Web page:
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It'd fun seeing these quilts out on the town, Joanne KliejunasAbout Heirloom Couture

Heirloom Couture was created in 2007 by Joanne Kliejunas, a textile artist in Ashland, Oregon, as the vehicle for repurposing textiles that are damaged and no longer used or seen.  HC creates one-of-a-kind garments using art textiles, including commissions of custom garments from patrons’ cherished heirlooms, or pieces Joanne has collected.

Hand-crafted textiles by women, whether highly-skilled works of art like expert quilts, rugs, and embroideries or homey table linens, dishtowels, and hankies have long had a place in Joanne’s heart – and her storage closet.  Over decades, she has built a worthy collection of pieces, suspecting they had a role in her future work.   HC was percolating. . .

After a suggestion from a creative spirit, Anahata, and through a budding relationship with a superb quilt gallery in Ashland, Fourth Corner Fine Quilt Gallery, www.fcfquilts.com, Joanne experimented with damaged quilts from the 1860’s – 1930’s to design and create from them chic and surprising coats.  The earliest Heirloom Couture creations were shown and sold there at Fourth Corner.  Many of these coats can be seen at Antique Quilt Coats.

Elegant linens were the next draw, especially those with indelible spots and irreparable tears that kept them off tables and beds. Magical accidents connected Joanne with two antique linen purveyors in South America.  Through them, she has acquired spectacular antique European tablecloths and sheets of a quality seldom seen in the US.  Too damaged for their original uses, Joanne repurposes their elegant detailing into skirts and jackets that are eye-popping.  Have a look.

Repurposing is the passion of Heirloom Couture. Artists long gone imbued their creations with energy and spirit. Each fashionable Heirloom Couture garment conveys their gifts into our everyday lives.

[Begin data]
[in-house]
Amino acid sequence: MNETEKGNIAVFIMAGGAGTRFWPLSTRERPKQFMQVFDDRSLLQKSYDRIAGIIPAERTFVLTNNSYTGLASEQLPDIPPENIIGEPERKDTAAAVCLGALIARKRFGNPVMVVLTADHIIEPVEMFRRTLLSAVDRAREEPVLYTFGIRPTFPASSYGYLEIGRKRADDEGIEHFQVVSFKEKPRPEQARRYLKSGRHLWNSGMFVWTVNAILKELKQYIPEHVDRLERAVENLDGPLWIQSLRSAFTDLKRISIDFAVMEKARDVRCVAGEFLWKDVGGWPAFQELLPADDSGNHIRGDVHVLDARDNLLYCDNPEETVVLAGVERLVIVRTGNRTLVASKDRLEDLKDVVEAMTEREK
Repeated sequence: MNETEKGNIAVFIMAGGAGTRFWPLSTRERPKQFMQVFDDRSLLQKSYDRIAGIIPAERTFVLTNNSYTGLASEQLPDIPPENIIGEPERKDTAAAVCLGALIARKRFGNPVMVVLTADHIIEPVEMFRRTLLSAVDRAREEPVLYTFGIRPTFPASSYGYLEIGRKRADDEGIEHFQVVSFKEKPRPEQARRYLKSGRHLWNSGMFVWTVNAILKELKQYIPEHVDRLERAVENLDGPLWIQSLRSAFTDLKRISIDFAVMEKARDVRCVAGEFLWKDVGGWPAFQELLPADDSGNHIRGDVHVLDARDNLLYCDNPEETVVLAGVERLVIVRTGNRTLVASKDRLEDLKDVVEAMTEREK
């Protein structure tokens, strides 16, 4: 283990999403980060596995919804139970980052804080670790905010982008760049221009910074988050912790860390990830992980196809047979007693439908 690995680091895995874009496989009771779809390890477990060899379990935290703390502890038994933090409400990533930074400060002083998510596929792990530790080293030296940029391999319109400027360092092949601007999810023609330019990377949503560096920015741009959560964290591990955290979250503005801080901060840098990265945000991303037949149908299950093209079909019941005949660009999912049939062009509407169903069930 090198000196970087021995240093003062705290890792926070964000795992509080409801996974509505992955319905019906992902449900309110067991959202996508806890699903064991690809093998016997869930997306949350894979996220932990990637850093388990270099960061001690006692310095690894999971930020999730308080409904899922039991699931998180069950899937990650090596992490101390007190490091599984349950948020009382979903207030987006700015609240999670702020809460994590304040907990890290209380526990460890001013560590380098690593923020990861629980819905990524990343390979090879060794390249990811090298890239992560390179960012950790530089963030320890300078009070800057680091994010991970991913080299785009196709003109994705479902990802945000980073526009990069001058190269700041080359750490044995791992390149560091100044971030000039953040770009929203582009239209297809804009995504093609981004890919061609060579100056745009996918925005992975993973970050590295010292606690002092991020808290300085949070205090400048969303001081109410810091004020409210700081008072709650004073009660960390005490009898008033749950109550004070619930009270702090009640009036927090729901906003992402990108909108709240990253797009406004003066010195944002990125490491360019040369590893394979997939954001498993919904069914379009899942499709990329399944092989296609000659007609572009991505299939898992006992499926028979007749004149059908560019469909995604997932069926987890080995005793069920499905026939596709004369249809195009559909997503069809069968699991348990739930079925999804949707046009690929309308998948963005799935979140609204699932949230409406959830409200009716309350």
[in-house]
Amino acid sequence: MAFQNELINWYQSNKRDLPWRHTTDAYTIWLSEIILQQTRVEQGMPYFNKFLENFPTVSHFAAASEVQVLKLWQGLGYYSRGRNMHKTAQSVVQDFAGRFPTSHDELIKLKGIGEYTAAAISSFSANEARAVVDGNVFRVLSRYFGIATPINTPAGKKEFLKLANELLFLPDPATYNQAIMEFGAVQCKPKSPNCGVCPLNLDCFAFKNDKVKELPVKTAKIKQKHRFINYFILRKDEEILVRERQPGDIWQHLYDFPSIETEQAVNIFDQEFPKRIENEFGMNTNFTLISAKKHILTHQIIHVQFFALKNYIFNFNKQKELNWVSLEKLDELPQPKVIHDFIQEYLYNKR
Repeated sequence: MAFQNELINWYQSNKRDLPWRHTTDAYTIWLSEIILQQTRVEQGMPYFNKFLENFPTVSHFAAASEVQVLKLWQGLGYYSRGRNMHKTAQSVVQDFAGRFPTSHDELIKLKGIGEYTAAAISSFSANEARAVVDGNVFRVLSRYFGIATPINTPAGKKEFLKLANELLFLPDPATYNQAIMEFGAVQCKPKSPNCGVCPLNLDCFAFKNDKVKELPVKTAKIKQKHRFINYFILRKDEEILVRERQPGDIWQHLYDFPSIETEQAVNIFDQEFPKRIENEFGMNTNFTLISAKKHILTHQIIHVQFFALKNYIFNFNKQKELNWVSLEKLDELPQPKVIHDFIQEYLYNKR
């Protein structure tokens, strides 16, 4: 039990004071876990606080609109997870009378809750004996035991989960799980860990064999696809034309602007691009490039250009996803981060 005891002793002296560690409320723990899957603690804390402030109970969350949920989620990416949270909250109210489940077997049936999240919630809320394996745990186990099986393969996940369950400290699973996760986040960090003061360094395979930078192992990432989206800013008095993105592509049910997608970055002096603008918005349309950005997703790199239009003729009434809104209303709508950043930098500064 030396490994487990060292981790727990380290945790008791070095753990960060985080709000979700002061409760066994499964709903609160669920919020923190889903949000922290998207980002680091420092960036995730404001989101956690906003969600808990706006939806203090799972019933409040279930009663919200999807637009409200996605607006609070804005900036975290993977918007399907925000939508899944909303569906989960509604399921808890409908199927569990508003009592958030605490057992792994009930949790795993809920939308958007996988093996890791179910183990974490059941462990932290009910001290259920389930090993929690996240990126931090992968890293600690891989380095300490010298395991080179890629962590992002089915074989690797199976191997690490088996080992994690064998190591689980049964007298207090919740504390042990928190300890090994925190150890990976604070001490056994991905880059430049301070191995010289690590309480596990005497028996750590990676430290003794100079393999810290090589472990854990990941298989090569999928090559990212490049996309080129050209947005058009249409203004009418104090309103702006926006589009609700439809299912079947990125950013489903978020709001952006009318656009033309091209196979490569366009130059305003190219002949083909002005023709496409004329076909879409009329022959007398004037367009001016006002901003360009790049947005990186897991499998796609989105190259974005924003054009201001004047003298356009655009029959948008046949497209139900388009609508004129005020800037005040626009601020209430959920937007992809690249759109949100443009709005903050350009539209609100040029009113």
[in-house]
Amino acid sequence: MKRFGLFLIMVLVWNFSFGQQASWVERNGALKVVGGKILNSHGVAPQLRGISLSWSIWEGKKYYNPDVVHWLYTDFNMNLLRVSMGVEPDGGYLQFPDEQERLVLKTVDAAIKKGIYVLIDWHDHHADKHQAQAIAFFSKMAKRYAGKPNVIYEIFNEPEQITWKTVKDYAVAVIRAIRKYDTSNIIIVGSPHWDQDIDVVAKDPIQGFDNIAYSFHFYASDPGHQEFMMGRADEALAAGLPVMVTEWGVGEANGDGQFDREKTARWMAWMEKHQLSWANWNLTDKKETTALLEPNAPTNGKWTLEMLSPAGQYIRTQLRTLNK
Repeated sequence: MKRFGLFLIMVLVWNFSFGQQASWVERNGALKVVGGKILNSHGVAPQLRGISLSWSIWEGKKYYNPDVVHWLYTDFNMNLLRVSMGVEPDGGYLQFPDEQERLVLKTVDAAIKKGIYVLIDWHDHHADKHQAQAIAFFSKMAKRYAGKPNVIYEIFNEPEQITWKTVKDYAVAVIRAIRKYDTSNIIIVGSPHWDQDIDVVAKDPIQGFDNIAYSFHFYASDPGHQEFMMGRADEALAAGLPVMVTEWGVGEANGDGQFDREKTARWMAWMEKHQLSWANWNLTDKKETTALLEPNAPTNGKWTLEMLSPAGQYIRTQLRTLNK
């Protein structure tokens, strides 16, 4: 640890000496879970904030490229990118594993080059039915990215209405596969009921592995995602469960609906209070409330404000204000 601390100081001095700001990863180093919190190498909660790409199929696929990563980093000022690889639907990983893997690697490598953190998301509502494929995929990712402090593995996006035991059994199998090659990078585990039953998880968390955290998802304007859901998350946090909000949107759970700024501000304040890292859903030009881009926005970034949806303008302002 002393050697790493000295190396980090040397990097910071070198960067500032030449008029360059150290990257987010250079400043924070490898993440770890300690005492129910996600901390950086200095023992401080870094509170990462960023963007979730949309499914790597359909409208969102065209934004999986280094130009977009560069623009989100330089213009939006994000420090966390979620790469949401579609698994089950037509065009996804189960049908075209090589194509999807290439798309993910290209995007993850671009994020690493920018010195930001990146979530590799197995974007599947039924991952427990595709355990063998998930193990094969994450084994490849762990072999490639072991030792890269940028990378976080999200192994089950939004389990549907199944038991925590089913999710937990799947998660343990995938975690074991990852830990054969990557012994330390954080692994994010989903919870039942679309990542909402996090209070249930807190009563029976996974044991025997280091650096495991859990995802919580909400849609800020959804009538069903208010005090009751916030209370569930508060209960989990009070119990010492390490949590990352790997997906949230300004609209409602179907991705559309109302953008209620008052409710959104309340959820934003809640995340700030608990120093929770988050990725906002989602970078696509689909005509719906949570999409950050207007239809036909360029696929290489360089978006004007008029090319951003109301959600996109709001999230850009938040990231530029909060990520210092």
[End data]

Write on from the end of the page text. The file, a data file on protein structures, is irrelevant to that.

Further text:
HC prompts the question, "Why wear a piece of clothing when you can wear a work of art?"


About the Designer, Joanne Kliejunas

Joanne has been sewing since 1959 when, as a nine-year old, she took a sewing class at the Singer store in Sheboygan, Wisconsin.  She was encouraged and coached by aunts and neighbors.  She sewed through college and started designing a unique wardrobe for herself, haunting fabric outlet sales and collecting notions. 

Her artistic identity took a back seat to her 25-year professional career* during which she managed and provided consulting services to progressive non-profit organizations and foundations from her base in the San Francisco Bay Area.  During those years, she made clothes occasionally, and clandestinely collected antique linens and Japanese silks. 

The artist resurfaced in 2003 when she and her husband, Irving Lubliner, invested in a house in Ashland, OR giving her an opportunity to apply her talents to house remodeling. It seemed easier to explain being a house designer than a textile artist.  She would make a 1970’s era ranch-style house with good bones into an Asian retreat.

Joanne and Irving happily moved into her creation in 2005.  In 2006, she “flipped” another “Asian ranch” and was lucky to sell it just as the housing market began to collapse.

Finally, she had no choice but to take her textile art seriously.  Heirloom Couture was born in 2007 to repurpose timeless textiles (of the kind she’d been collecting). Though she still makes new garments from quilts and linens that intrigue her, now most are commissions using clients? heirloom textiles or requests that she design and create a special piece. These lively collaborations result in unique creations, meaningful for both the client and artist. 

*  Yes, she is the same Joanne Kliejunas who was a VP for nine years at [then] Sierra Club Legal Defense Fund and consulted with environmental organizations and foundations as Rhino Associates.  She earned a Ph.D. at Stanford in 1982 (with a dissertation on the value of housework) and was an undergrad at Marquette University from 1968-72.

 

 

 

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